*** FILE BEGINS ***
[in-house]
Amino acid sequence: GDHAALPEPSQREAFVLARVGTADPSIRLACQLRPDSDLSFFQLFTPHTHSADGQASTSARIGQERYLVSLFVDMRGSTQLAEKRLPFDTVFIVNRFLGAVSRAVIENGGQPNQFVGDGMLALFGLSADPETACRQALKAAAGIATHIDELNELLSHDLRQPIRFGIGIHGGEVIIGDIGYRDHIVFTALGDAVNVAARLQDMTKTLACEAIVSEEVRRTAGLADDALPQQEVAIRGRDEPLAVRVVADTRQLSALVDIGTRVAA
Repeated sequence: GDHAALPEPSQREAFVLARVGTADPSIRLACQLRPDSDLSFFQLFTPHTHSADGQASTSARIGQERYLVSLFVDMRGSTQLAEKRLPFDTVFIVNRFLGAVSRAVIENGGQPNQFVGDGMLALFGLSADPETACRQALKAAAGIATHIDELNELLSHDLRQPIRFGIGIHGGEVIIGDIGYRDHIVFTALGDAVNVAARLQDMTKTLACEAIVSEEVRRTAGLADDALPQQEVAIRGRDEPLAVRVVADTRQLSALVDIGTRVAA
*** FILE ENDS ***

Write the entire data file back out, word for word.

[in-house]
Amino acid sequence: GDHAALPEPSQREAFVLARVGTADPSIRLACQLRPDSDLSFFQLFTPHTHSADGQASTSARIGQERYLVSLFVDMRGSTQLAEKRLPFDTVFIVNRFLGAVSRAVIENGGQPNQFVGDGMLALFGLSADPETACRQALKAAAGIATHIDELNELLSHDLRQPIRFGIGIHGGEVIIGDIGYRDHIVFTALGDAVNVAARLQDMTKTLACEAIVSEEVRRTAGLADDALPQQEVAIRGRDEPLAVRVVADTRQLSALVDIGTRVAA
Repeated sequence: GDHAALPEPSQREAFVLARVGTADPSIRLACQLRPDSDLSFFQLFTPHTHSADGQASTSARIGQERYLVSLFVDMRGSTQLAEKRLPFDTVFIVNRFLGAVSRAVIENGGQPNQFVGDGMLALFGLSADPETACRQALKAAAGIATHIDELNELLSHDLRQPIRFGIGIHGGEVIIGDIGYRDHIVFTALGDAVNVAARLQDMTKTLACEAIVSEEVRRTAGLADDALPQQEVAIRGRDEPLAVRVVADTRQLSALVDIGTRVAA